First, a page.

Peter Hill-Wood then said ” What would you want from me” George replied “I just want you to come to the ground on a Saturday and enjoy the game, Mr Chairman. My aim would be to make life easier for you. I would take full responsibility for running the team, Ken as managing director, can run the business side and you, sir, can just sit back, relax and have a good time”.
George went into the dining room while the three Arsenal officials had a quiet discussion. Within ten minutes George was summoned back into the lounge to be greeted by handshakes from each of them. Peter Hill-Wood then said “Congratulations you are the new Arsenal manager, provided, of course, you are happy with our terms”. George was ecstatic and accepted the £60,000 a year contract and Millwall also received £60,000 compensation.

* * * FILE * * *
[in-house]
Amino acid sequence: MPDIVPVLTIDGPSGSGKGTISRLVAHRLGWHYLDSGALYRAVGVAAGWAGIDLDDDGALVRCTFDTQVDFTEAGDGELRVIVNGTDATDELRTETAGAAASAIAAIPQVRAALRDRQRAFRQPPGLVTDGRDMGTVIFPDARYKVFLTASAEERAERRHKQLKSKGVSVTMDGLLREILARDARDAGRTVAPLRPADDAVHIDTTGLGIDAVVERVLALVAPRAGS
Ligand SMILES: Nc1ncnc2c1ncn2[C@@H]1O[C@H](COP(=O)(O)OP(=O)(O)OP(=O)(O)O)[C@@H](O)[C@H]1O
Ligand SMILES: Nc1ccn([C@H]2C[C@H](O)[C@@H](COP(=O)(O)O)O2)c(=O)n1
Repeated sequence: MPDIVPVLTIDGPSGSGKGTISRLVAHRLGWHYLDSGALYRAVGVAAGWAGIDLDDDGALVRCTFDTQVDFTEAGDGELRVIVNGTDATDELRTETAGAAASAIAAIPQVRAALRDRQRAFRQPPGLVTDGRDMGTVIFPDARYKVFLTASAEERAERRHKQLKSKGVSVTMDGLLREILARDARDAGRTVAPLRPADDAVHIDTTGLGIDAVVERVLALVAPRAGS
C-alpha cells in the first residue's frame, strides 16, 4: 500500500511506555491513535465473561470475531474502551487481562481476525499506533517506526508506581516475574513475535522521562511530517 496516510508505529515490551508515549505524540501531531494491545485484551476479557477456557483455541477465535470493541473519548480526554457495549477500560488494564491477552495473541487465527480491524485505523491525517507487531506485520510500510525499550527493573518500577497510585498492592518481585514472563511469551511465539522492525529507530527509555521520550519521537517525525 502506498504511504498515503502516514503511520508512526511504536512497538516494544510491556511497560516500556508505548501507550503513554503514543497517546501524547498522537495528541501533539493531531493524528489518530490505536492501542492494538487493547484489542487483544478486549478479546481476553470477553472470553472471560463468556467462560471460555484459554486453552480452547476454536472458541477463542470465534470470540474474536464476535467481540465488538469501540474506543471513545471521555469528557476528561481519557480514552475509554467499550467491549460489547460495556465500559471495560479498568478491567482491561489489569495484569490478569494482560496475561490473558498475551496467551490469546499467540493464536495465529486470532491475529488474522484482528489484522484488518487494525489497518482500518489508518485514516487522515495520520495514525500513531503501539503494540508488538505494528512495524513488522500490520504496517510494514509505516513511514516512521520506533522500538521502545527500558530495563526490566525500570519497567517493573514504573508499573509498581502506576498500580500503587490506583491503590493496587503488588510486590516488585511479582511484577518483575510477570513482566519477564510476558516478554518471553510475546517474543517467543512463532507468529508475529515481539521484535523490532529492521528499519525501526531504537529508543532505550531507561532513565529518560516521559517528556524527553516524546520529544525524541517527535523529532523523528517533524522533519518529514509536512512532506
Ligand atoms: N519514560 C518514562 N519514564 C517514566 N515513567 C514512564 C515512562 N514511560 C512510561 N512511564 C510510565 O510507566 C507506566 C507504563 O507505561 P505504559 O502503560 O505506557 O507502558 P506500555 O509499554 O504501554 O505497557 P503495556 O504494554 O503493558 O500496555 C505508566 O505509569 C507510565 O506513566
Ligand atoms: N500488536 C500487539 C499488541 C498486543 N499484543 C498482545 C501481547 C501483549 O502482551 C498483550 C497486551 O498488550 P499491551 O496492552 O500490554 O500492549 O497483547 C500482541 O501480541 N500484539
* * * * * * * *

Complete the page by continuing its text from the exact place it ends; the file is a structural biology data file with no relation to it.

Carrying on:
George took Theo Foley as his assistant manager with him from Millwall and caretaker manager Steve Burtenshaw reverted to Chief Scout. But George also wanted people around him who had been brought up with the best Arsenal habits and standards. Pat Rice arrived as youth team manager and George later made room for Geordie Armstrong to join his coaching staff.
The first thing George did at Highbury was move the desk around in the small downstairs managers office, so it was facing the door, rather than the wall. George wanted to look right into the eyes of whoever came into the office to see him. Although George did later move into a bigger office upstairs. He had always coveted Herbert Chapman’s old office, which was the best room at Highbury. A large, elegant oak-panelled office in which you could smell the history of the place. When Herbert passed away Bob Wall moved into that room and from then on all the other Arsenal managers that followed Chapman were relegated to the tiny office downstairs. Ken Friar inherited the office from Bob Wall and George never did get the key to Herbert’s old office!